Thursday, December 25, 2014

Book Review: Love Unexpected by Jody Hedlund (3.5 stars, 2014)

Love Unexpected by Jody Hedlund
My rating: 4 of 5 stars

The story takes place in 1859, on Presque Isle, Michigan. With their steamboat under attack by fresh-water pirates, Emma Chamber and her brother Ryan jump overboard into the frigid waters of Lake Huron, praying for a miracle. Neither of them believe strongly in miracles anymore, ever since their mother died of starvation in Ireland and their father passed away after doing whatever was necessary for them to survive, including theft which then led him to drink. But lighthouse keeper Patrick Garraty spotted the sinking steamboat from his perch and rushes to save whoever he can, meaning Ryan and Emma. Befuddled by the loss of their passage, once again nearly penniless, Ryan must work locally in order to earn enough for their passage on a new ship, work which will take him at least a few months. Emma is left to her own devices, saddened that her brother is once again saddled with her as a burden, that is until Patrick Garraty and the local preacher, Holy Bill, approach her with a proposition. Patrick's wife just recently died and he is in desperate need of someone to watch his two-year-old son, Josiah, while he tends to the care and upkeep of the lighthouse. The only condition is that they must marry. After a moment of panic at the very notion, Emma agrees to Patrick's plan, having already taken a liking to the toddler and thrilled at being able to release her little brother from his responsibility in protecting and providing for her. Now Patrick and Emma must work together to form a new life for themselves and for little Josiah, but their fledgling relationship is tested by local gossips and the rumor mill, raising doubts in Emma's mind about the suitability and faithfulness of her new husband.

This is my third Jody Hedlund book, and the start to a brand new series by her, entitled Beacons of Hope. Ms. Hedlund enjoys writing about lighthouses, particularly those in the Michigan area run by female lighthouse keepers, and so she based Emma and Patrick off two real people, Patrick Garraty and his wife Mary Chambers. The historicity of the novel is fascianting. Even Holy Bill, an eccentric and amusing character, is based off a real individual. I always find that using historic people and places, doing your research as a writer, always enhances historic fiction, and Ms. Hedlund does one of the finest jobs out there when it comes to her research.

As to the characters themselves, I truly appreciated Patrick, both as a husband and as a father. He has a speckled past, full of mistakes and poor choices, but he turned his life around with God's help and refuses to return to his past sins. He is a gentle and loving father, an affectionate husband, and a dedicated lighthouse keeper, determined to keep the lighthouse going every night, even when he's so tired that he can barely stay awake. I struggle more with liking Emma, unfortunately. It's not that she's unlikeable, it's just that she makes errors in judgement. She chooses to befriend the nosiest, most mean-spirited woman in town, spilling her new husband's secrets in earnest to the woman, hoping for advice. Emma creates most of the problems in this book by her foolishness in trusting the wrong people who are obviously the wrong people from the start.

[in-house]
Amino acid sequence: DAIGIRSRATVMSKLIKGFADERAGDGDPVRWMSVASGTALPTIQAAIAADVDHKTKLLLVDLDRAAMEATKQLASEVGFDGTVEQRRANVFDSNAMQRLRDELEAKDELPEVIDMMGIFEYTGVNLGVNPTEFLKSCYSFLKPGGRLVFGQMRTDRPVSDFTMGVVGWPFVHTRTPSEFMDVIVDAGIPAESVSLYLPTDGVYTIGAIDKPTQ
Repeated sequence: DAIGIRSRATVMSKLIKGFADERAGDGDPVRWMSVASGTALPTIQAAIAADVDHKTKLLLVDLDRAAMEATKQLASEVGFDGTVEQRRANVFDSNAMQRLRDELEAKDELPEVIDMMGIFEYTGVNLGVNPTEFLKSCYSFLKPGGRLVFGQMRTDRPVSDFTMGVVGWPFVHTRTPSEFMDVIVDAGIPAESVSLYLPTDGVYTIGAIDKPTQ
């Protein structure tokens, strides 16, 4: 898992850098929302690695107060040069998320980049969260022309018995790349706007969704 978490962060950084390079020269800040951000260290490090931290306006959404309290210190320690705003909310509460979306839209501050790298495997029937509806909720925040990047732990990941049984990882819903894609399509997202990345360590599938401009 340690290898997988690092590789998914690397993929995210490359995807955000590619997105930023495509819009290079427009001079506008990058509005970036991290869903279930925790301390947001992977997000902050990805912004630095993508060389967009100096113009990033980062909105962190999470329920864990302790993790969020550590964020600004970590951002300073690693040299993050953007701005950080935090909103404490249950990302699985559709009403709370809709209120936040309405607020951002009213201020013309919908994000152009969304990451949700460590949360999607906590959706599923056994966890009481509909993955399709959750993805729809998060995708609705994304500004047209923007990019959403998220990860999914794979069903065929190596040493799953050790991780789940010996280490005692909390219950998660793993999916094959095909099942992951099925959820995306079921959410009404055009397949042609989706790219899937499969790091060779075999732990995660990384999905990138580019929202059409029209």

I deeply appreciate Ms. Hedlund's writing. She is skilled in her descriptions and her dialogue, painting very real and vivid pictures most of the time. I just wish, in this book, that Emma and Patrick had talked. A lot of the angst and turmoil could have been avoided with a few simple conversations. Emma constantly jumped to conclusions about Patrick: oh, he couldn't love her, she's plain, he's angry with her, he could never desire her, etc. All while it's obvious that Patrick adores her and is highly attracted to her. She even tries to leave because she assumes something she sees is true, that her opinion of it is right, and that a conversation with Patrick would be pointless. She's sure she's right, and so she runs away without talking to him. That's foolish and reckless. Communication is just as important in fiction as it is in real life, and I just wish that Patrick and Emma had communicated more.

On my rating scale, I would give Love Unexpected 3.5 stars. I'm rounding it up because the flaw is not in her writing, only in some of the character development and design. The book is a quick and simple read, enjoyable in many places, and one that most readers will love.

- I received a free copy of this book from Bethany House Publishers in exchange for an honest review, which I have given.

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Saturday, December 20, 2014

The Hobbit: The Battle of Five Armies

It is a strange thing to finish something that I first fell in love with when I was fourteen. Like almost every other American, I headed to the theater last Wednesday to watch The Hobbit: The Battle of Five Armies. The only problem is that I'm now perplexed. It didn't raise a single tear. I disconnected emotionally from everyone except Bilbo, so when everyone else in the theater is sniffling and weeping, I'm sitting there stoically calm, unmoved by everything except some of Bilbo's emotional reactions.

It's sad. Really, it is because I love this story. I've loved The Hobbit since the moment I first picked up the book. It's an incredible and imaginative tale of adventure and daring-do, with a highly courageous and blunt hobbit at the head. So why didn't this final movie impress me? I suppose I could spend time pondering and rehashing and tearing down, but I won't. I'd like to think that the fans, even the diehard ones, see the flaws and don't need me to remind them. I remember my frustrations with The Two Towers, its plot deviations and insanity, so this feeling is really nothing new. And it may change the next time I see this final installment.

Thursday, December 4, 2014